Having written a couple of published books on PowerShell DSC and being in the infrastructure automation space, Infrastructure as Code (IaC) is close to my heart. Therefore, I just jumped in and said count me in!
We started with a discussion on IaC but eventually it lead to Rob naming what we discussed as a vision for the continuously integrated data center! Indeed, that is (should be) the goal. Rest is what you will hear in this episode of the podcast.
A Vision for the Continuous Integrated Data Center - SoundCloud (2113 secs long, 161 plays)Play in SoundCloud
This was a fun episode. Let me know what your thoughts are. I will certainly find some time to write about this vision and the objectives.
I have been talking to several automation engineers (for a vacant position) and realized there are many women who have been doing some great work in the area of infrastructure automation. However, there have been very few women attendees or speakers at our user group meetings or conferences that I attended.
While there may be many reasons for this, the organizing committee of PowerShell Conference Asia decided that we invite women in tech (infrastructure automation, Cloud, and DevOps) to this year’s edition of our conference.
We have opened up registration of intent to attend the conference. All you have to do is just provide your details. We will select five random registrations and give them full 3 day pass to the conference at no cost. For five more, we will offer higher discount. The organizing committee will decide the percentage of discount.
The free entry or the discounted entry entails you the conference pass only. If you need to travel to Bangalore to attend this conference, attendee must bear the travel and accommodation expenses.
This registration will end on 15th August 2019. We will announce the selected registrations on 20th August 2019.
Please share this registration information and help us enable women in the infrastructure automation, cloud, and DevOps space to attend PowerShell Conference Asia 2019!
In the first part of this series, I mentioned the reasoning behind starting development of a new framework for operations validation. Towards the end, I introduced Garuda — a distributed and flexible operations validation framework. There are certain principles that drove the design of this framework — Distributed, Flexible, and Secure.
In this part of the series, you will see the architecture proposal and the plan I have to implement these features.
To support the principles described, the framework needs a few moving parts. These moving parts provide the flexibility needed and gives you a choice of tooling.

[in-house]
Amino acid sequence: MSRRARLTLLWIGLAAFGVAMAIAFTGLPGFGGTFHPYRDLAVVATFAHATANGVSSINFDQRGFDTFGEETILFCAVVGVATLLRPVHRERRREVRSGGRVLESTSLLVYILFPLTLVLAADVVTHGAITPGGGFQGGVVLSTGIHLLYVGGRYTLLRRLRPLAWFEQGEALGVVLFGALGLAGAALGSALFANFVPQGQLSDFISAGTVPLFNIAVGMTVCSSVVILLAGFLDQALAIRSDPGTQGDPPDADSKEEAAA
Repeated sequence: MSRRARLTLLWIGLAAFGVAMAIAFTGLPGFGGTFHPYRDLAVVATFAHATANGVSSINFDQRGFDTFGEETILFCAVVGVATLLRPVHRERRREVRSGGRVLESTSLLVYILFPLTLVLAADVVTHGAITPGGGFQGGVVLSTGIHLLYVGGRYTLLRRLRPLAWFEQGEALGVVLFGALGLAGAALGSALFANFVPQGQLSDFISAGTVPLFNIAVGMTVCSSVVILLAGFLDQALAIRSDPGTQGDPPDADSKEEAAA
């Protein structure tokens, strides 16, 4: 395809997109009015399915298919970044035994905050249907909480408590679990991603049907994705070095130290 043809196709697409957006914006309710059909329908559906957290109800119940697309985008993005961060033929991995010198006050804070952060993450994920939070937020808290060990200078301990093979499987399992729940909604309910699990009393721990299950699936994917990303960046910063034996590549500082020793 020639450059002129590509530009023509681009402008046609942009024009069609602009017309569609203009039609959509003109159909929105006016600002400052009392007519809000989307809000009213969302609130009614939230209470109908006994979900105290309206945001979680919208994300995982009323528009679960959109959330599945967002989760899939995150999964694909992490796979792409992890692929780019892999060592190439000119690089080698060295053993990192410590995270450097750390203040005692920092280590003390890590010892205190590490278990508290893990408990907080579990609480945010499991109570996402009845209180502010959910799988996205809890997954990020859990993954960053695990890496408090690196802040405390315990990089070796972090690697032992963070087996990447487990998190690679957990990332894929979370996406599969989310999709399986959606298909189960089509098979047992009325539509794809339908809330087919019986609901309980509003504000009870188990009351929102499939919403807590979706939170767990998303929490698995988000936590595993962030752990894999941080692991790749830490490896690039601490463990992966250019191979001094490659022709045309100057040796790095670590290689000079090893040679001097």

At a high-level, there are five components in this framework.
The test library is just a collection of parameterized Pester test scripts. The parameterization helps in reuse. As a part of the Garuda core, you can group these tests and then use the publish engine to push the tests to remote targets. The tags within the tests are used in the test execution process to control what tests need to be executed within the test group published to the remote target.
This is the main module which sticks the remaining pieces together. This is what you can use to manage the test library. This core module will provide the ability to parse the test library and generate the parameter information for each test script which is eventually used in generating a parameter manifest or configuration data. One of the requirements for this framework is to enable grouping of tests. The Garuda core gives you the ability to generate the test groups based on what is there in the library. You can then generate the necessary parameter manifest (configuration data) template for the test group that you want to publish to remote targets. Once you have the configuration data prepared for the test group, you can publish the tests to the remote targets.
The publish engine is responsible for several things.
This module generates the necessary configuration or deploy script that does the following:
Install necessary dependent modules (for test scripts from a local repository or PowerShell Gallery)
Copy test scripts from the selected test group to the remote target
Copy the configuration data (sans the sensitive data) to the remote target
As needed, store credentials to a credential vault on the remote target
Copy the Chakra engine to the remote targets
if selected, create the JEA endpoints for operators to retrieve test results from the remote targets
If selected, create scheduled tasks on the remote target for reoccurring test script execution
Once the configuration or the deploy script is ready, the publish engine can enact it directly on the remote targets or just return the script for you to enact it yourself.
The publish engine is extensible and by default will support PowerShell DSC and PSDeploy for publishing tests to the remote targets. Eventually, I hope the community will write providers for other configuration management platforms / tools. There will be abstractions within the engine to add these providers in a transparent manner.
The publish engine helps in securing the test execution by storing sensitive configuration data in a vault. It also implements the scheduled tasks as either SYSTEM account or a specified user. The JEA endpoints configured on the remote targets help us securely retrieve the test results with least privileges needed.
You can publish multiple tests groups to the same remote target. This helps implement the flexibility that IT teams need in the operations space for a given infrastructure or application workload. There can be multiple JEA endpoints one for each team publishing the test groups.